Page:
Two Christian contemporaries, one Latin, the other Greek, commented on the new situation resulting from the rise to sole power of a Christian emperor, an advent of which second-century Christians had dreamed. Tertullian (Apol. 21. 24) was sure emperors would be believers if they were not necessary for unspiritual duties in the secular world. After the establishment of Christianity by Theodosius I, Augustine could declare (En. in Ps. 93. 19) 'the emperor has become a Christian, but the devil has not'. Ambrose could write that every secular office is under Satan's power (in Luc. 4. 28). That kind of coolness towards a Christian empire was not characteristic of Lactantius or Eusebius, for whom it seemed almost the coming of the millennium, the fulfilment of Hebrew prophecy that God's word would spread throughout the inhabited world. It accompanied the realization that Christian missionaries of spiritual but no great intellectual power had enabled the gospel to take hold of the entire Roman empire with Persia, Armenia, Parthia, Scythia, and even Britain (Eus. Dem. Evang. 3. 5, p. 112d). Celsus had met Christians who looked forward to a Christian empire in which all the diversities of religion and morals would give way to a single law appropriate for the recognition of monotheism. Could empire and church together establish a global ethic? Eusebius (Dem. Evang. 8. 3, p. 407a) hailed Constantine's rise to sole power as happily ending all civil wars.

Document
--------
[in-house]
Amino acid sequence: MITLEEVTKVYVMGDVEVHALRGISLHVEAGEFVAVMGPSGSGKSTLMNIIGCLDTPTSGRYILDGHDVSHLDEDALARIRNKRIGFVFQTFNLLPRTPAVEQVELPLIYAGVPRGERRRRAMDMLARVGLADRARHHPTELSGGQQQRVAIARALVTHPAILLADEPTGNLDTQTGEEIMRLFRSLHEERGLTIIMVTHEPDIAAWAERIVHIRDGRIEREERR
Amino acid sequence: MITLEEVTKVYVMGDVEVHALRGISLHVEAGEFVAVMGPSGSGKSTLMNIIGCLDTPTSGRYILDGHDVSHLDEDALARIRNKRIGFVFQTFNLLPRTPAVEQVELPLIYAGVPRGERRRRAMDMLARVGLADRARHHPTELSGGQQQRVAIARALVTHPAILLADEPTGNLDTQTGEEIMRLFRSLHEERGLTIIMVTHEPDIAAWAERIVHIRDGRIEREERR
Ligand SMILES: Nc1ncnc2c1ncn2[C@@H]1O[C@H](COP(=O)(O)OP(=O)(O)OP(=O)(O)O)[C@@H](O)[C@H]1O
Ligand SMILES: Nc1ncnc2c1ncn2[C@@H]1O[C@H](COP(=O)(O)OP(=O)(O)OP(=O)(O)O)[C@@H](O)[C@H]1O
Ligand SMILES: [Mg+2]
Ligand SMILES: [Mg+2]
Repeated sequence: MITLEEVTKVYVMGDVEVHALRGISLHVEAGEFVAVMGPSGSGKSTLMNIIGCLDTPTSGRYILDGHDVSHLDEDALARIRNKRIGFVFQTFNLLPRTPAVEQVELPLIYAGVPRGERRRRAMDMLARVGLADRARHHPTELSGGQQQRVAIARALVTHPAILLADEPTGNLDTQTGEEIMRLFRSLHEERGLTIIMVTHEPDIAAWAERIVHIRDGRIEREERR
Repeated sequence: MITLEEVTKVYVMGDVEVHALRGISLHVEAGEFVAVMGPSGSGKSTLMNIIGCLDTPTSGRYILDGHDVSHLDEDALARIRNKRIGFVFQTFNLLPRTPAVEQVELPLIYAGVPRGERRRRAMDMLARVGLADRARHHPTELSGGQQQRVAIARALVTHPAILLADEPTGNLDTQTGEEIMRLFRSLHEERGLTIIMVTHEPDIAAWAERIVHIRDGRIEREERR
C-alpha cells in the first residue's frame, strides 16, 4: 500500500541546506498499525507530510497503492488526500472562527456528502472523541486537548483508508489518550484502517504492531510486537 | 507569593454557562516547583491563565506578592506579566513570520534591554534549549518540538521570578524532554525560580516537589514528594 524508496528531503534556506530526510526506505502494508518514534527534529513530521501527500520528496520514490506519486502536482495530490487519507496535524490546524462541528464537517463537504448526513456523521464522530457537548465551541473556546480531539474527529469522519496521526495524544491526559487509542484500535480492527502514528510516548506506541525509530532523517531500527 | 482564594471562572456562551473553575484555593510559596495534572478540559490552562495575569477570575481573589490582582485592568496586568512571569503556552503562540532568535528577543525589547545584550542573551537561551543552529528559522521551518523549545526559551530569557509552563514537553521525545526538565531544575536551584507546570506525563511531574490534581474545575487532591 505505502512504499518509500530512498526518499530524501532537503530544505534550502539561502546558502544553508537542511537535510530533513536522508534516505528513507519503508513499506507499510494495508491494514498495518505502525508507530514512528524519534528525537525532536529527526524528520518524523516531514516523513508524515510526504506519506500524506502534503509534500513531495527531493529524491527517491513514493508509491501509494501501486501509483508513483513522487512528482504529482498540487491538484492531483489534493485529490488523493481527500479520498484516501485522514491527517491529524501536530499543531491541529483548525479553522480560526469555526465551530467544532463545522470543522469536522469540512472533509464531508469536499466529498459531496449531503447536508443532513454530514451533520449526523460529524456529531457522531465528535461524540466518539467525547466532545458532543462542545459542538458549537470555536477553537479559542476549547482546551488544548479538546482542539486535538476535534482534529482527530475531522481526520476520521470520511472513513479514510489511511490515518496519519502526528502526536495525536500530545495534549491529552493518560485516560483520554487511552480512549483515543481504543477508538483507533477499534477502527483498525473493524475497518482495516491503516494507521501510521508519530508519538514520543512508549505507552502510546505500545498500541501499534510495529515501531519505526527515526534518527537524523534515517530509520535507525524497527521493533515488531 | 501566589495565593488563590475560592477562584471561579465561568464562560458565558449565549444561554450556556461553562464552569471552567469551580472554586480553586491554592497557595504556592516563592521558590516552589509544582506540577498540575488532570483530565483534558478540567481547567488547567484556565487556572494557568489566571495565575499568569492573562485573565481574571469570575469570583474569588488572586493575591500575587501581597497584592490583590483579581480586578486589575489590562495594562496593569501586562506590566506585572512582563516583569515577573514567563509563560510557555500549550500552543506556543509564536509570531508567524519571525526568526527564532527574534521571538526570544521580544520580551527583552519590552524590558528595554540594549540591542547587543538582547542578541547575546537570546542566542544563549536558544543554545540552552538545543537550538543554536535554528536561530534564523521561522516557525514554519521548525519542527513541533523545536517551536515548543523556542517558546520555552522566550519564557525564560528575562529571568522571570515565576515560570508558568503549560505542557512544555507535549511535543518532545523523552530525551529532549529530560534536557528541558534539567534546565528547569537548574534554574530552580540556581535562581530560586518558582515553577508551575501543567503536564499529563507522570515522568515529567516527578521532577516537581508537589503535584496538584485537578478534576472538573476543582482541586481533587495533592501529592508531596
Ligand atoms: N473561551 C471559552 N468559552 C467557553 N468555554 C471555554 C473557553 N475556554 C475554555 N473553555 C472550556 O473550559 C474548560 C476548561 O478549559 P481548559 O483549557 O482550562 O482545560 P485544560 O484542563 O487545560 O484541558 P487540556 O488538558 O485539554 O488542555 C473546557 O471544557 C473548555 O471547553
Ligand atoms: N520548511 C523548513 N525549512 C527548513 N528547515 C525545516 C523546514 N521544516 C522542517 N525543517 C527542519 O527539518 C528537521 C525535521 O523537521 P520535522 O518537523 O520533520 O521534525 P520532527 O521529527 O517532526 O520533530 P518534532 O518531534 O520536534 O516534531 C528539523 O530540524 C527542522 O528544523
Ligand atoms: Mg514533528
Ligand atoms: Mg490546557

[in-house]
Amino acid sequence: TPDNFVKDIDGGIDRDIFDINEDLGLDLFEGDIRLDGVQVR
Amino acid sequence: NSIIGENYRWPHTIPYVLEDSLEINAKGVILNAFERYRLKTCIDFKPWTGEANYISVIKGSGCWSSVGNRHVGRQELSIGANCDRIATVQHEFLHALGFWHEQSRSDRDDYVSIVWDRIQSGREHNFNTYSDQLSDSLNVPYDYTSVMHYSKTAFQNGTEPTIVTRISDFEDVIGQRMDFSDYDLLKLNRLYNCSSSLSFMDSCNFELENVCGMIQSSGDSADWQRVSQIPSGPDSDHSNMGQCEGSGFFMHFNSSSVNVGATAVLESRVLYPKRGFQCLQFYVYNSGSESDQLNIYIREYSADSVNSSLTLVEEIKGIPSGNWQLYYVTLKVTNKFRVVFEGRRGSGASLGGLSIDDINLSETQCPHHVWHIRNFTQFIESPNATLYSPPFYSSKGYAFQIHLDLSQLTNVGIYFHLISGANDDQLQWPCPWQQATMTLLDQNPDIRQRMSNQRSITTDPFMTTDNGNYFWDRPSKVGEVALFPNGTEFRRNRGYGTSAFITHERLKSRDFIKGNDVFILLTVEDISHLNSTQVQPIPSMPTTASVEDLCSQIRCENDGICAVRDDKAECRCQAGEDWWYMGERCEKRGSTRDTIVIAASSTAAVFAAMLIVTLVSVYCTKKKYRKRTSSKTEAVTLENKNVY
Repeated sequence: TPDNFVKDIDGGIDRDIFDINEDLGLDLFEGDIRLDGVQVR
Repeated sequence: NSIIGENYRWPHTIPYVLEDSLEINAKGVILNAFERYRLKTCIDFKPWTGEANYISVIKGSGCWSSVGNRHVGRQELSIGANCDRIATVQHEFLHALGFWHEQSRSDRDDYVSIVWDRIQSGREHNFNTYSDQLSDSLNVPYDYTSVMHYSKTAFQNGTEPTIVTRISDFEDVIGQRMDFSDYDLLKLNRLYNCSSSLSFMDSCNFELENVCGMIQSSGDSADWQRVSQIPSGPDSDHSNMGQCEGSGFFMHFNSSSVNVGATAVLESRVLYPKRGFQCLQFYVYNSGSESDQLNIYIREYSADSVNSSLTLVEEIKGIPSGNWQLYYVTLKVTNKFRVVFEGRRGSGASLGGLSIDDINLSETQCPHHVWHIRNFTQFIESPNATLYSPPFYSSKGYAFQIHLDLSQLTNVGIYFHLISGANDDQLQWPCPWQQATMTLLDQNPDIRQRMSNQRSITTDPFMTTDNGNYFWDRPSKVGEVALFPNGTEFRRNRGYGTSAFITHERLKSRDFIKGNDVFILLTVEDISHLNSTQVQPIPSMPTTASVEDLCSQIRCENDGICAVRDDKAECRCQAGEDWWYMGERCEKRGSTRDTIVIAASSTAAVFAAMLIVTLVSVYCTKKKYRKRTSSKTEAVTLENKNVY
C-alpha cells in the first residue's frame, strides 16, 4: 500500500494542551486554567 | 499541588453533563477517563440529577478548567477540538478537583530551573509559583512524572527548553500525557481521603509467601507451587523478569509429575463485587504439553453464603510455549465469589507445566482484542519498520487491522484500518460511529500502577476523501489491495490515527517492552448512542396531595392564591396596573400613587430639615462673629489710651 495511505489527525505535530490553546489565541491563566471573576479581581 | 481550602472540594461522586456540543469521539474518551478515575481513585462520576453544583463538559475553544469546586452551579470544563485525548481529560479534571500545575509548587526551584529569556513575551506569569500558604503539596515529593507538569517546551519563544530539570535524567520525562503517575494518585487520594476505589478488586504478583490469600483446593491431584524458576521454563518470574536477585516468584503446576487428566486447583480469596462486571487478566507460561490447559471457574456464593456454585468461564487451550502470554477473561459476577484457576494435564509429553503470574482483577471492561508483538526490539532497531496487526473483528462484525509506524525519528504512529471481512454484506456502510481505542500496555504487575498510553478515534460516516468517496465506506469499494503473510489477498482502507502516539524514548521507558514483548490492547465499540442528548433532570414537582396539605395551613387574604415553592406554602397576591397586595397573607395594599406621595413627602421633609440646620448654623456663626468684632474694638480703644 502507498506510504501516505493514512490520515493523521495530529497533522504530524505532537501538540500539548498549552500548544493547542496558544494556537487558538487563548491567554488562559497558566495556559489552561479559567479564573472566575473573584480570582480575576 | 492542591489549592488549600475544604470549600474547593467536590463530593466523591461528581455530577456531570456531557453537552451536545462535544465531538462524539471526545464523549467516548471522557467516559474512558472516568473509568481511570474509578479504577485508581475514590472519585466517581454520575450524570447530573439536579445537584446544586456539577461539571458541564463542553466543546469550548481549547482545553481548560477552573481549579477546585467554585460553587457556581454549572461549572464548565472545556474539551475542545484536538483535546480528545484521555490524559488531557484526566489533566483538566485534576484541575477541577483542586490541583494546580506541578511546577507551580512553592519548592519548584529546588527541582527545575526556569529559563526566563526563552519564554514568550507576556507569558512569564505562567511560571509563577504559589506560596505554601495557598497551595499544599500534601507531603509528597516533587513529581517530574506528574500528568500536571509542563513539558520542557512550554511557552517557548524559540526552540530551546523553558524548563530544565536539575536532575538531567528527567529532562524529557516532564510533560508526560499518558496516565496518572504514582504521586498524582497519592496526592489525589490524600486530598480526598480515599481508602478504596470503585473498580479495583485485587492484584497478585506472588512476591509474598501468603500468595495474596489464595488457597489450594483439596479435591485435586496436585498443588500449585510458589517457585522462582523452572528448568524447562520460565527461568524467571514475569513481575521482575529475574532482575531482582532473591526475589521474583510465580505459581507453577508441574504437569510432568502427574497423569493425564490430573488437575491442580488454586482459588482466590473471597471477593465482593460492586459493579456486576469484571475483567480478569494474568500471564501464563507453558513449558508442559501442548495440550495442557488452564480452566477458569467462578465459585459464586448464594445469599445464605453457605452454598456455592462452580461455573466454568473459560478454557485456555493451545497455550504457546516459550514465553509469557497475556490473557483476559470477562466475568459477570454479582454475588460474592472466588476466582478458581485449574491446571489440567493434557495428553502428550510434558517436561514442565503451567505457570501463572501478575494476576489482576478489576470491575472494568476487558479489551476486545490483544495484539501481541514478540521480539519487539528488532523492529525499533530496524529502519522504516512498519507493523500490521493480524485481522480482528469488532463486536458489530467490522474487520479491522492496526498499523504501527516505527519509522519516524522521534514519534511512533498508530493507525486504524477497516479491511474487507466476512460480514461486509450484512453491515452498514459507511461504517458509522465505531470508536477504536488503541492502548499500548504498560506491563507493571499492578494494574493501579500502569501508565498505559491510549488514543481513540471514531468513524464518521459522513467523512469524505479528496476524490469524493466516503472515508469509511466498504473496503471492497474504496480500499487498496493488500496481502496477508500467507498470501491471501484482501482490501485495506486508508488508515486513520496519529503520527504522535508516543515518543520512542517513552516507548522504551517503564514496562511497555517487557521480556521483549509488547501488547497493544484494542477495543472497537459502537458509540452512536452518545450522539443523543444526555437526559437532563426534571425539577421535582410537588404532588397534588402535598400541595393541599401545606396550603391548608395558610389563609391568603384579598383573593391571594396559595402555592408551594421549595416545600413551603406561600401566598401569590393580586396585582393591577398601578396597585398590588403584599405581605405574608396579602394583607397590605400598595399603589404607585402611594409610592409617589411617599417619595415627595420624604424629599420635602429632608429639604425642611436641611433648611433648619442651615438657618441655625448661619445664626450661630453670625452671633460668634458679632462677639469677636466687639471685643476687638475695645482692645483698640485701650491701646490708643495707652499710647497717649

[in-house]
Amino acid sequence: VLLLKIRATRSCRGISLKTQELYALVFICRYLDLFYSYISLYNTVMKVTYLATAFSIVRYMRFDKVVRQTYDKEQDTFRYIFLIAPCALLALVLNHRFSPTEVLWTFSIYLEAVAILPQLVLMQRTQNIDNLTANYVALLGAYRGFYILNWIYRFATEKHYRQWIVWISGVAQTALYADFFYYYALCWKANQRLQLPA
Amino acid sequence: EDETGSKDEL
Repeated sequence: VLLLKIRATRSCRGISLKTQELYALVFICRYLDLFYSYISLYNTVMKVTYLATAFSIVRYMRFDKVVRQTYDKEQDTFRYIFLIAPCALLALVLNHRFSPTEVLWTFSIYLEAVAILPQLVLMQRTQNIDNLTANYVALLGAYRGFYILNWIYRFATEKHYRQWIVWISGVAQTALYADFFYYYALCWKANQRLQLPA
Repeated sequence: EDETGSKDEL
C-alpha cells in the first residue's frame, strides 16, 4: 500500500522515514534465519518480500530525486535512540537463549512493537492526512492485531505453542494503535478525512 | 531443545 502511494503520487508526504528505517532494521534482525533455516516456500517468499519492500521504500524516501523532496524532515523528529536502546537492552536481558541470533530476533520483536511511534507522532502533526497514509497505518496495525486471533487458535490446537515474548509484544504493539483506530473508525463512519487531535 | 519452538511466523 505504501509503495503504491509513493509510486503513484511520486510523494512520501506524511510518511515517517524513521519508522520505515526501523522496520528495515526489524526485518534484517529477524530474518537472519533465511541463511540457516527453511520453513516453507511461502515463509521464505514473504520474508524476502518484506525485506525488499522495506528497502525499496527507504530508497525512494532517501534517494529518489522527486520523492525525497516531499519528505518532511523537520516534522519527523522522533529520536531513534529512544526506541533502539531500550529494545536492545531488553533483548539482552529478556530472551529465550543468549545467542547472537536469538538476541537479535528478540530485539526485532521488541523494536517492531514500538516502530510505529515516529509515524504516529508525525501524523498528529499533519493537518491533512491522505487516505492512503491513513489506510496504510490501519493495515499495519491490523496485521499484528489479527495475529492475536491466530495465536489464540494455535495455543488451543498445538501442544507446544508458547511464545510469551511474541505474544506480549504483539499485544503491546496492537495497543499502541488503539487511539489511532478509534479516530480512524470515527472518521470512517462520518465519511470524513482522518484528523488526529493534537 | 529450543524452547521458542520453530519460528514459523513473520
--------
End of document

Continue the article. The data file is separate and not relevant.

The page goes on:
Diocletian's restructuring and reorganization of the empire reflected a sharp awareness of the huge problems of controlling a Mediterranean society, half of which spoke Greek, the other half Latin, besides tribal tongues which politically did not count. The civil wars among the members of his Tetrarchy will have enhanced this consciousness. Eusebius of Caesarea (Vita Const. 2. 19) observed that by his elimination of all rival emperors ('tyrants')